Linda Sánchez’s Legislation to Assist Small Businesses in Offering Retirement Plans to Employees Passed in Ways and Means Committee

April 2, 2019
Press Release

Washington, DC – The Ways and Means Committee today unanimously passed legislation which includes H.R.982, a bipartisan bill authored in the House by U.S. Representative Linda Sánchez (D-CA) along with Congressman Phil Roe (R-TN), to reduce costs for small businesses looking to offer retirement plans to their employees. H.R.982 is part of H.R.1994 - the Setting Every Community Up for Retirement Enhancement Act – or the SECURE Act

The legislation was also introduced in the Senate, S.354, by U.S. Sens. Mark R. Warner (D-VA), a member of the Senate Finance Committee, and Susan Collins (R-ME), the Chairwoman of the Senate Aging Committee.

“Too many Americans simply aren’t putting enough money away to be able to afford a secure retirement. By helping more small businesses provide workplace retirement plans we can give millions of hardworking families more financial peace of mind,” Congresswoman Sánchez said. “I’m proud to have led the fight to make it easier and less expensive for small businesses to establish retirement plans for their workers. Our goal today as a committee is to strengthen access to retirement security for hardworking Americans, and I’m proud to have contributed a piece to this puzzle.”

H.R.982 directs the Department of Labor (DOL) and the Treasury Department to allow employers and sole-proprietors participating in retirement plans administered in the same way to file a single aggregated Form 5500, a required annual return that provides important compliance information to DOL and Treasury.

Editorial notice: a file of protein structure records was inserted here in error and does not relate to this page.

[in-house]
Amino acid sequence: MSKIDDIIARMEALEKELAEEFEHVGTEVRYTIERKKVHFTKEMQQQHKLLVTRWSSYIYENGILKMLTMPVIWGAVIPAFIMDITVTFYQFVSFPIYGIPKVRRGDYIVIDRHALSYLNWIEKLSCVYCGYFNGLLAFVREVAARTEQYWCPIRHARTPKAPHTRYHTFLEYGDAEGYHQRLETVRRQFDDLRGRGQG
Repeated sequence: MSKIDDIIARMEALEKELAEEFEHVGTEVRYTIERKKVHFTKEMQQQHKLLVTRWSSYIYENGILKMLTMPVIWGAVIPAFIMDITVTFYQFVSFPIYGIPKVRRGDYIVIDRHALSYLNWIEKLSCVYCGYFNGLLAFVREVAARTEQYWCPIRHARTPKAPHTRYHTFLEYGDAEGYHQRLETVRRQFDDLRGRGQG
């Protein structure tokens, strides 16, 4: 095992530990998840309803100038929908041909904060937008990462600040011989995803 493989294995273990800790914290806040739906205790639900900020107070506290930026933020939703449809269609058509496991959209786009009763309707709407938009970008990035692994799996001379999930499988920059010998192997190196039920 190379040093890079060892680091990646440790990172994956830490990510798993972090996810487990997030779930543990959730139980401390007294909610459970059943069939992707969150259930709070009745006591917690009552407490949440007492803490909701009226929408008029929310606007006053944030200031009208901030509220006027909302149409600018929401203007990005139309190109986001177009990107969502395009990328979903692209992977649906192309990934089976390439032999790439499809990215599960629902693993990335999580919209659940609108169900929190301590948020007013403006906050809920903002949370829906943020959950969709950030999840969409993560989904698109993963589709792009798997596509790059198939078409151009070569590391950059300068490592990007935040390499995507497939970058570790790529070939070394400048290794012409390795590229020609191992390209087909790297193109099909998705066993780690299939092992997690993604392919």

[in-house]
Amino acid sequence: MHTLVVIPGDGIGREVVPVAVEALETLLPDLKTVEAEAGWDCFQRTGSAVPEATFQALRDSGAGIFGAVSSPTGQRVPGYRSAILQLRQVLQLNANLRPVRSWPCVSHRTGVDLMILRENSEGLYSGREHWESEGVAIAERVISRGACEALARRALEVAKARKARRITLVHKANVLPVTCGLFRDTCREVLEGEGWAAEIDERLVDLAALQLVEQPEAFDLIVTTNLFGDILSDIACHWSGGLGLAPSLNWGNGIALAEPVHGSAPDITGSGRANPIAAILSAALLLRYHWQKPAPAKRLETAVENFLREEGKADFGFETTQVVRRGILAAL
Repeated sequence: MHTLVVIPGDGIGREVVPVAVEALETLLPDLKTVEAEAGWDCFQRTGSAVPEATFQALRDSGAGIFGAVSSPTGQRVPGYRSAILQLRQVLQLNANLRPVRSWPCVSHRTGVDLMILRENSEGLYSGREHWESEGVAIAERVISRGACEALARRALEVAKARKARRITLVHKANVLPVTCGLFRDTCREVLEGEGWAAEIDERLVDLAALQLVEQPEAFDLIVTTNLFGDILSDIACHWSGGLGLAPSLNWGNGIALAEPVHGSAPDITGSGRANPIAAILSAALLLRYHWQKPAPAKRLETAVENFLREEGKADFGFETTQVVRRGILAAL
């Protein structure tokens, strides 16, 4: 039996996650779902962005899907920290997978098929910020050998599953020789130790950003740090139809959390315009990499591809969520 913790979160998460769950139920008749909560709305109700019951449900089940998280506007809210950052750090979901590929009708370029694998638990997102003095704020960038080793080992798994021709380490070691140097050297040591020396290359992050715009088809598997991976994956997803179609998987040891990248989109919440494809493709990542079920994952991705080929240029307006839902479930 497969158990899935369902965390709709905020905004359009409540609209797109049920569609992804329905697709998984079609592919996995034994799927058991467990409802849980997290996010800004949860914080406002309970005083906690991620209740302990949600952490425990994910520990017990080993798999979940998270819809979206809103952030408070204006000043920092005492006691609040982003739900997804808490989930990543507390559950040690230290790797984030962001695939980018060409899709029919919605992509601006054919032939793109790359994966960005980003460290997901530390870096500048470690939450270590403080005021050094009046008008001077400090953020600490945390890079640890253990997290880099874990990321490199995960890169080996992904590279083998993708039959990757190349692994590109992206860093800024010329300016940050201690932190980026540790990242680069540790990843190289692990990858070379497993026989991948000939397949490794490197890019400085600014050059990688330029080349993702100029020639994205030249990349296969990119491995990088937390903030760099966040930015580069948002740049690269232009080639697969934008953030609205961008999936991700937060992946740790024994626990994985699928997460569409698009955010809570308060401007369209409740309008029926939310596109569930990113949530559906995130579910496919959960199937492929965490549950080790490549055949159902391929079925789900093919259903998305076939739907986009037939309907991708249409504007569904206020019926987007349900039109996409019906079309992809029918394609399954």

Under current law, despite sharing a common administrative framework, each plan is still required to file a separate Form 5500 to satisfy reporting requirements under the Employee Retirement Income Security Act and the Internal Revenue Code. Today’s proposal will eliminate duplicative reporting by plan administrators, which will reduce costs for small businesses that maintain retirement plans. To file an aggregated Form 5500, the retirement plans would need to have the same trustee, fiduciary, plan administrator, plan year and investment menu.

The self-employed, including sole proprietors and small business owners, are the most likely to establish a retirement savings plan that would benefit from and meet the requirements necessary to file an aggregated Form 5500. According to 2016 survey findings from the Transamerica Center for Retirement Studies, in collaboration with Aegon Center for Longevity and Retirement, only one-third of self-employed respondents indicated that they make sure they are saving for retirement.

To provide DOL and Treasury time to implement this change, this bill has an effective date of no later than January 1, 2023. A copy of the legislative text is available here.